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Sun dazed

Almost six years after my DIY hybrid off grid PV system was installed in my home, I will have repaired or replaced almost all of the components. Only the photovoltaic (PV) panels mounted on my roof have survived the years without any major issues.

The most costly component will be the battery bank that has already been replaced twice over that period. My quest for affordable, efficient and long-lasting batteries continues and based on the current condition of my second set of batteries, I estimate that my budget will have to prepare for a third before 2021 ends.

The biggest advantage of having backup batteries is not having major power interruptions in our home. Sure the power still goes out for most of our home but most of the critical loads that are connected to the hybrid off grid system never go out.

In my case, what I considered critical are the lights and the home internet network. During one of the many power interruptions that plague our homes, my home will still lose electricity for the refrigerator, electric fans, rice cooker, and air conditioner but not the critical loads. Those critical loads will remain on without anyone needing to go outside and starting a backup generator.

This instantaneous backup power is something very difficult to imagine living without after being used to it for more than five years. Especially for those of us who live in an area serviced by a power company like Ceneco. This backup power became even more valuable over the past year, when the kids and the wife have been spending 99.99 percent of their time at home. Online schooling and working becomes even more stressful when power interruptions are part of life.

Another advantage of battery backed up critical loads is that electronics and appliances last longer. This is expected when power is conditioned and regulated by the inverter. Additionally, devices get to shut down properly every time and updating software and firmware no longer gives us the heebie jeebies we used to get ever being protected from the power interruptions that could break expensive devices while updating.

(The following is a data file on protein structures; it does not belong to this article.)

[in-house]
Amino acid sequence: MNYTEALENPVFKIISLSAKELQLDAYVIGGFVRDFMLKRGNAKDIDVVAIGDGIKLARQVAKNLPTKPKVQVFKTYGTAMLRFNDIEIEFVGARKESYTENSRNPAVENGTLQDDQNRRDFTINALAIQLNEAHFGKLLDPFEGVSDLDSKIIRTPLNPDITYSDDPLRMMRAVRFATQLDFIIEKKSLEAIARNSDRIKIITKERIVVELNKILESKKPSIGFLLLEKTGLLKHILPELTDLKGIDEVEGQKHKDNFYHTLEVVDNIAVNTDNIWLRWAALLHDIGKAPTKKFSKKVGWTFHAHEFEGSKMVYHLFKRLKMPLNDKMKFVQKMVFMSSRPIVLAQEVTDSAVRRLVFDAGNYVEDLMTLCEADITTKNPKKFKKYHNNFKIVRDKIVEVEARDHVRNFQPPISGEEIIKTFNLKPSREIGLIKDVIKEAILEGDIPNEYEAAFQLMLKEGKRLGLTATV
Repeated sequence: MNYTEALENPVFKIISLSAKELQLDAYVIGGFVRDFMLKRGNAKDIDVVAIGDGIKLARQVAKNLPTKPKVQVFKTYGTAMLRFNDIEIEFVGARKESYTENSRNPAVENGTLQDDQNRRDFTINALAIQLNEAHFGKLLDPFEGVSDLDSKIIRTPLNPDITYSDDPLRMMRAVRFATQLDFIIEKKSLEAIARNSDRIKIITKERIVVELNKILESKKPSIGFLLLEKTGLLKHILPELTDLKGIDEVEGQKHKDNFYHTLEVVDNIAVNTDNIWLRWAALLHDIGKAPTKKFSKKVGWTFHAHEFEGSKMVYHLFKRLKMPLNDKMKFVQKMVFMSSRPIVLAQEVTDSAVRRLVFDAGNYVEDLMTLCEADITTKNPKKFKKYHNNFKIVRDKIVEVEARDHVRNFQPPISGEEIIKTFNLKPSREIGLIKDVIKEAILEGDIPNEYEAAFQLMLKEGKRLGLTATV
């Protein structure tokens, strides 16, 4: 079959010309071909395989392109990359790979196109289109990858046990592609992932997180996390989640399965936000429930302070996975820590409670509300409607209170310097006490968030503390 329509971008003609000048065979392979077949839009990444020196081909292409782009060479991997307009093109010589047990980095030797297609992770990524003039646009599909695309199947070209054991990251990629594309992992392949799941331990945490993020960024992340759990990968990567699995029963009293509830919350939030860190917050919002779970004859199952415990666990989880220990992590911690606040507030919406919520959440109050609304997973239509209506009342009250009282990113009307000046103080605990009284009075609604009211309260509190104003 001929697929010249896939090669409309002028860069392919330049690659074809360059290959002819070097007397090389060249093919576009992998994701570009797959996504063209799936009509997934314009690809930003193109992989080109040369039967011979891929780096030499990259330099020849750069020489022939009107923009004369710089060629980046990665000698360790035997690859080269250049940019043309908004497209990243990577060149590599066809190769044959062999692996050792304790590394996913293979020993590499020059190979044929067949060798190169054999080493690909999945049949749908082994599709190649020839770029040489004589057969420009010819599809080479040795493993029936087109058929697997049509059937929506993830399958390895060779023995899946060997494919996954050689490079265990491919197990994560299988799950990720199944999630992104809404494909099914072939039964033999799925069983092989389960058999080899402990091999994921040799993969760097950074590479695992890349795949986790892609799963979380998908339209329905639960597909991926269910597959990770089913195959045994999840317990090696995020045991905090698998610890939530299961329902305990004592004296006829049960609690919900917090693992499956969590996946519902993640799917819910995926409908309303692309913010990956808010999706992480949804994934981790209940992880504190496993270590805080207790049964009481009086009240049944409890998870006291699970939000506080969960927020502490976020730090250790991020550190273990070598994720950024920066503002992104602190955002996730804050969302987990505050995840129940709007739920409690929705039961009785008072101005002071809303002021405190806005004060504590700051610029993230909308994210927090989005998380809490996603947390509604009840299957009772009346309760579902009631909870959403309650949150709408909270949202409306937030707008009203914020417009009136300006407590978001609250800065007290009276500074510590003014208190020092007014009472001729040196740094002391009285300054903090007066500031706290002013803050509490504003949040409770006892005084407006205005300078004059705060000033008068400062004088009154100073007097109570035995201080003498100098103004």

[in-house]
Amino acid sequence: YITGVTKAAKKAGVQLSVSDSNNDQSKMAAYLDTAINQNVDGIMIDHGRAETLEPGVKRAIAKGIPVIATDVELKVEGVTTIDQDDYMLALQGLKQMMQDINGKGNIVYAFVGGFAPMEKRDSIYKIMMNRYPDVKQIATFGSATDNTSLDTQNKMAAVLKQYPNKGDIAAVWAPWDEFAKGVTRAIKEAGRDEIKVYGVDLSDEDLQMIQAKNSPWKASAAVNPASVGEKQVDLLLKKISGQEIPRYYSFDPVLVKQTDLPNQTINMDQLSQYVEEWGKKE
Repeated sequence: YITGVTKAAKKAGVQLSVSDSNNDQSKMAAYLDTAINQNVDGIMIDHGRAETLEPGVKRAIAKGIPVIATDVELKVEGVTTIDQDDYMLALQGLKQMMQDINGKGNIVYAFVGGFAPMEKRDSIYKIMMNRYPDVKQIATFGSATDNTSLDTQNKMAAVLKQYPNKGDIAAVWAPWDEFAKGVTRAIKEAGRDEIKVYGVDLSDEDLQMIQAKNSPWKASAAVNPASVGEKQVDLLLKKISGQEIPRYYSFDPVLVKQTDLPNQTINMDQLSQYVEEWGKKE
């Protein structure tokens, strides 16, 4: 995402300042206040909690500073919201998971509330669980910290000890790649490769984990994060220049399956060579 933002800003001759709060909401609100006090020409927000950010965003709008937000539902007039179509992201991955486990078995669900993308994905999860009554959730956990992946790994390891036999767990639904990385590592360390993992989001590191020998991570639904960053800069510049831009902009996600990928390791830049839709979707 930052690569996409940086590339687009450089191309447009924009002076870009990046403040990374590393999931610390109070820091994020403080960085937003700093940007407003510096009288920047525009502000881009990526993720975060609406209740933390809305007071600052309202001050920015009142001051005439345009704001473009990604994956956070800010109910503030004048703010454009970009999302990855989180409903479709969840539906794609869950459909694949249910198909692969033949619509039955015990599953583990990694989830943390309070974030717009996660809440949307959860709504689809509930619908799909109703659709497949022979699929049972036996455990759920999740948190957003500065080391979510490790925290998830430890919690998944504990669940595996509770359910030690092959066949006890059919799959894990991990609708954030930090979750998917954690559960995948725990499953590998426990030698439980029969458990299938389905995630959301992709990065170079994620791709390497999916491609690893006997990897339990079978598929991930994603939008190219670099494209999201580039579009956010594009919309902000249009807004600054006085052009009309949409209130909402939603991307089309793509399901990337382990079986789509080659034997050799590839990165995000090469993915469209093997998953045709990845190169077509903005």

The advantages are nice, and it’s tough to get used to because there are also disadvantages.

The biggest is cost. Because currently available battery technology isn’t as advanced as it could be, the ones we have here don’t last long enough to be economically viable. Whatever little savings from using solar-charged batteries are almost always offset by the cost of battery replacement. By the time I replace batteries yet again, for the third time in seven years this year, the money my home would’ve spent on battery storage would already be the equivalent of a decent-sized backup generator that could power everything in my home, not just the “critical” loads.

Anyway, a couple of weeks ago, my inverter-controller failed.  This is the brain of the system and since it had already undergone repairs before, I felt the need to replace it this time. Getting the brain replaced meant I had to consider going from hybrid off grid to grid-tied.

The biggest difference between hybrid offgrid and grid-tied systems is the former provides backup power and the latter does not.The other difference is the latter can give a return of investment because of the ability to sell excess power generated by the PV panels back to the grid, reducing the electricity bill while the former gives minimal savings because of the battery replacement costs.

Because of the busted inverter-controller and declining battery bank, my 5-year-old DIY PV setup is now at a crossroads. Do I keep up the old system that gives peace of mind from power interruptions or should I get grid tied and actually save money? The PV panels are still on my roof so I cannot abandon them. What I need to figure out is how to move forward.

The good news is that unlike before, when I could hardly find suppliers and installers, there are many more options nowadays. Additionally, Ceneco is now open towards net metering, unlike before when I installed and it wasn’t being entertained. I am sure that if I look hard enough and ask around, there is a solution out there for my home. I just need to research a bit more.*

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